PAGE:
Title: Identification and characterization of novel compounds that can alleviate mitochondrial dysfunction using yeast as a model
Other Titles: Identificatie en karakterisatie van nieuwe componenten die mitochondriale dysfunctie kunnen tegengaan met gist als model
Authors: Spincemaille, Pieter
Issue Date: 16-Oct-2014
Abstract: Mitochondrial dysfunction is related to various human pathologies including inborn errors of mitochondrial metabolism such as Leber’s hereditary optic neuropathy, age-related neurodegenerative disorders such as Alzheimer’s disease and Parkinson’s disease but also rare diseases such as Wilson disease and Niemann Pick disease type C1. In addition, mitochondrial dysfunction is not exclusively related to inborn/acquired mutations, but can also be caused by for instance drugs such as the chemotherapeutic agents cisplatin (Cp) or excess copper (Cu) as is the case for Wilson disease. Wilson disease is characterized by Cu accumulation in the liver, leading to acute liver failure or cirrhosis, but also causing neurodegeneration. Next to Cu-induced mitochondrial dysfunction, excess Cu is known to induce oxidative stress and apoptosis. In addition, mitochondrial dysfunction-related conditions are also often characterized by aberrancies in sphingolipid metabolism, a class of lipid species that are important membrane constituents, but also have crucial signaling roles in orchestrating a wide range of biological processes. Current treatment options for mitochondrial dysfunction-related disorders, however, are inadequate, emphasizing the need for novel treatment options. The major goal of this PhD was to identify and characterize novel compounds that can alleviate mitochondrial dysfunction upon treatment with excess Cu or Cp, thereby using the budding yeast Saccharomyces cerevisiae as a model eukaryote. To this end, we focused on the bioactive Arabidopsis thaliana-derived decapeptide OSIP108, which is characterized by anti-oxidant activity, and on a repositioning library (Pharmakon 1600 Repositioning library) that comprises 1600 off-patent drugs and bioactive agents. Such repositioned drugs are characterized by a well-known toxicity profile and mode of action of their primary aimed activity. This work shows that the OSIP108 peptide can prevent Cu-induced oxidative stress and apoptosis in yeast and human cells, and this effect is likely mediated by an effect on sphingolipid metabolism. Subsequently, we successfully translated these data to relevant in vitro and in vivo models applicable to Wilson disease. To this end we show that OSIP108 prevents Cu-induced cell death of human neuroglioblastoma cells and decreases Cu-induced changes in liver morphology (indicative for liver damage) of zebrafish larvae. Furthermore, we extrapolated our analysis of the bioactive properties of OSIP108 to Cp-induced toxicity, as we describe the protective effect of OSIP108 against Cp-induced toxicity in yeast and human cells, as well as a direct effect on basic cellular metabolism in human cells. Moreover, we describe the screening of the Pharmakon 1600 Repositioning library for agents that can prevent Cu-induced toxicity in yeast, resulting in the identification of the drug class of Angiotensin II Type 1 Receptor blockers. Moreover, in line with our research on OSIP108, we show that several Angiotensin II Type1 Receptor blockers can prevent Cu-induced toxicity in S. cerevisiae, as well as Cp-induced toxicity. In summary, the results of this PhD research indicate that OSIP108 and specific Angiotensin II Type 1 Receptor blockers show promise as therapeutic options in treatment of Wilson disease, or of mitochondrial dysfunction-related disorders in general. Furthermore, not only does our research shed light onto sphingolipids as a direct target in treatment of Wilson disease, knowledge of the pro-survival mode of action of OSIP108 and the Angiotensin II Type 1 Receptor blockers in S. cerevisiae will likely reveal putative novel therapeutic targets for treatment of human mitochondrial dysfunction-related disorders.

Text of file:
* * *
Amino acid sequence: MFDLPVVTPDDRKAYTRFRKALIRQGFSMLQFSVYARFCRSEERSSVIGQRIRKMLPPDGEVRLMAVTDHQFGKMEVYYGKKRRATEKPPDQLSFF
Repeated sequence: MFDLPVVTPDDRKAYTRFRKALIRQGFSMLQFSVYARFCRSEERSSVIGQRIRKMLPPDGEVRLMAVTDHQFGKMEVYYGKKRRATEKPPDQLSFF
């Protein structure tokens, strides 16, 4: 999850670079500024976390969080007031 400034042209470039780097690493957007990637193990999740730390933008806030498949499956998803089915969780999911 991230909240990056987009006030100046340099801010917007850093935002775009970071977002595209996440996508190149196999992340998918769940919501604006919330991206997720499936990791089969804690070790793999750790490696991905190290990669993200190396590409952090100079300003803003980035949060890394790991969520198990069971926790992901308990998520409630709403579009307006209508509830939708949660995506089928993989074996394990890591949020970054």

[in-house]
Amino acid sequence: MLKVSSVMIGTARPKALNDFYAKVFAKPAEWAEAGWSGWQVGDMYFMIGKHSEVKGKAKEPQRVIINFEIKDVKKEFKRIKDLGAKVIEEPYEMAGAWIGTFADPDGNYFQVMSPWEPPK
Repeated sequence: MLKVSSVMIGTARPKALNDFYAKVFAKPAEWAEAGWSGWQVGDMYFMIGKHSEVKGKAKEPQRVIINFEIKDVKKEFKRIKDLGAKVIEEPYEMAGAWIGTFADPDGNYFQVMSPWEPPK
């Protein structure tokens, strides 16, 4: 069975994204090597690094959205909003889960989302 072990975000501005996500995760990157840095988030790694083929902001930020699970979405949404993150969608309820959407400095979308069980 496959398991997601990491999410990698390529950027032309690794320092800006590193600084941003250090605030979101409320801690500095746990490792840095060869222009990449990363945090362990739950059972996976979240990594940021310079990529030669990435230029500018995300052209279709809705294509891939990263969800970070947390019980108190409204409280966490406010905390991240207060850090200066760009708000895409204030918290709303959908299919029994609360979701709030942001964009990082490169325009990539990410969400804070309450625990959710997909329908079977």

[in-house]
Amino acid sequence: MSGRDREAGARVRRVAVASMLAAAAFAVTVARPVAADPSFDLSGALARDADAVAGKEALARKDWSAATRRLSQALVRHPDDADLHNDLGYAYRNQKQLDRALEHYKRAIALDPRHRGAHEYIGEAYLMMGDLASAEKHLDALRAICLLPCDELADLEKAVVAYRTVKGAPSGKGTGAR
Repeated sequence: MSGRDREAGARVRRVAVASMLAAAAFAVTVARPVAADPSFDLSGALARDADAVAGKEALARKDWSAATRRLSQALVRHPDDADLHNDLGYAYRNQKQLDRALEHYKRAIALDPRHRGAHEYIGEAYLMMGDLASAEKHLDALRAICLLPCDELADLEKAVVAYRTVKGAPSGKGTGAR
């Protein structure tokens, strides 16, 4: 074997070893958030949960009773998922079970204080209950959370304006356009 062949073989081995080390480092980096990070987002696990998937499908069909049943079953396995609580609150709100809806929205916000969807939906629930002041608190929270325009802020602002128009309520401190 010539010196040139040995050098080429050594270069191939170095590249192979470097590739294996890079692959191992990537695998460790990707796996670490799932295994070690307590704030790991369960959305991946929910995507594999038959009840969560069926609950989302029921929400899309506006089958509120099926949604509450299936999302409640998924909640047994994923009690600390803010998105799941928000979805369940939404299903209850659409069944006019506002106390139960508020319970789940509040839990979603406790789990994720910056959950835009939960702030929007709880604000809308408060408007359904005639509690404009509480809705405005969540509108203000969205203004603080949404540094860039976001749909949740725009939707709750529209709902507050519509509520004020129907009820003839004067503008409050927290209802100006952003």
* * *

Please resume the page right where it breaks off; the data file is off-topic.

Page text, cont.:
Publication status: published
KU Leuven publication type: TH
Appears in Collections:Centre of Microbial and Plant Genetics

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